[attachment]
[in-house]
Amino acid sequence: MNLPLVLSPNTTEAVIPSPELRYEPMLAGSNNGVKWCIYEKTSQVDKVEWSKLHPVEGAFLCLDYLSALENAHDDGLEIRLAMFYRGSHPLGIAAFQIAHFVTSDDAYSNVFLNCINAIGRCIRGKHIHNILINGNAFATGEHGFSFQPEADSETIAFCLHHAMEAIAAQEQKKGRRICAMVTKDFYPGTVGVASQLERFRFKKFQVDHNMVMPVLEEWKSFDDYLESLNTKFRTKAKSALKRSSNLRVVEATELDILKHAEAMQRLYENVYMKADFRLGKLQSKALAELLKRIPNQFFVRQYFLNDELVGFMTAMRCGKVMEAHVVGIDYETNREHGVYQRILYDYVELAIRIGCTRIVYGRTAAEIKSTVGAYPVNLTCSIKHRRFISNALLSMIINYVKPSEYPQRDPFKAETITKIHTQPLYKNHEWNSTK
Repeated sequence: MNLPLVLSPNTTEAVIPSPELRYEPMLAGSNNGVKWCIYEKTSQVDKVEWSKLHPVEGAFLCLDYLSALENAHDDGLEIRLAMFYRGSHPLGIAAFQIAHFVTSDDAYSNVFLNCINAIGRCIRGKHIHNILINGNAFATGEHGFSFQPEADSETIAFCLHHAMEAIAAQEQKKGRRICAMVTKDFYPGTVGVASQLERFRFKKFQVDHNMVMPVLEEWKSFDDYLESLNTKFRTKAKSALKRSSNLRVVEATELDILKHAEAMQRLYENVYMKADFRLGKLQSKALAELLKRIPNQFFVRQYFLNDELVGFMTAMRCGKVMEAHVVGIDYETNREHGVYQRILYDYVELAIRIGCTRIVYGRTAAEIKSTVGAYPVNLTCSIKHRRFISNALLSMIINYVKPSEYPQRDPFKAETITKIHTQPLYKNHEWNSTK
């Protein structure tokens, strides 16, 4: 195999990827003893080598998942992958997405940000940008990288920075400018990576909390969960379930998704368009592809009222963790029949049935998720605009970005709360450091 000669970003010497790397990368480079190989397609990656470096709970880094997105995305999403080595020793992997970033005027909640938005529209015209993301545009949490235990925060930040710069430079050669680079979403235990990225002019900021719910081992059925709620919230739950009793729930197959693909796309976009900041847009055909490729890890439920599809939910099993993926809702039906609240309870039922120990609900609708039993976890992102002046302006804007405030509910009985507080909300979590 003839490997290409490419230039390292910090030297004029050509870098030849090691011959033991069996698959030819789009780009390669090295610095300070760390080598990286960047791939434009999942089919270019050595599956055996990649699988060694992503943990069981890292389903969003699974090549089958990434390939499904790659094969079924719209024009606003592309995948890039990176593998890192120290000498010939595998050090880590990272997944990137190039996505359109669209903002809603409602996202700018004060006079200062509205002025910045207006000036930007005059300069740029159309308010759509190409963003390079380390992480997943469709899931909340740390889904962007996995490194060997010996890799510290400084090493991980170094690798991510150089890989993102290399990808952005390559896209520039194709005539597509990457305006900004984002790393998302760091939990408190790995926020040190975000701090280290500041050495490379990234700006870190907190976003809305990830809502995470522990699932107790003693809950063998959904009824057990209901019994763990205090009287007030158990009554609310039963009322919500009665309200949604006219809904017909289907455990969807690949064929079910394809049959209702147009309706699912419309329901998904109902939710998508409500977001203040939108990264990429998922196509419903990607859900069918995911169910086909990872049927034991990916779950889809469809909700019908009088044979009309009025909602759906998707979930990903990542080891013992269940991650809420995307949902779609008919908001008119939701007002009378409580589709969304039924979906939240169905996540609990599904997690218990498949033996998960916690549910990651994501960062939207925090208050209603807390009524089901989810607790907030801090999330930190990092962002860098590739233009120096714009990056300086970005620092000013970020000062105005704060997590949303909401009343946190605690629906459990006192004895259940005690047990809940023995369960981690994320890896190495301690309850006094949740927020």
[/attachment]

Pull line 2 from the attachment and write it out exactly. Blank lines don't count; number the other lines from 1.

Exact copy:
Amino acid sequence: MNLPLVLSPNTTEAVIPSPELRYEPMLAGSNNGVKWCIYEKTSQVDKVEWSKLHPVEGAFLCLDYLSALENAHDDGLEIRLAMFYRGSHPLGIAAFQIAHFVTSDDAYSNVFLNCINAIGRCIRGKHIHNILINGNAFATGEHGFSFQPEADSETIAFCLHHAMEAIAAQEQKKGRRICAMVTKDFYPGTVGVASQLERFRFKKFQVDHNMVMPVLEEWKSFDDYLESLNTKFRTKAKSALKRSSNLRVVEATELDILKHAEAMQRLYENVYMKADFRLGKLQSKALAELLKRIPNQFFVRQYFLNDELVGFMTAMRCGKVMEAHVVGIDYETNREHGVYQRILYDYVELAIRIGCTRIVYGRTAAEIKSTVGAYPVNLTCSIKHRRFISNALLSMIINYVKPSEYPQRDPFKAETITKIHTQPLYKNHEWNSTK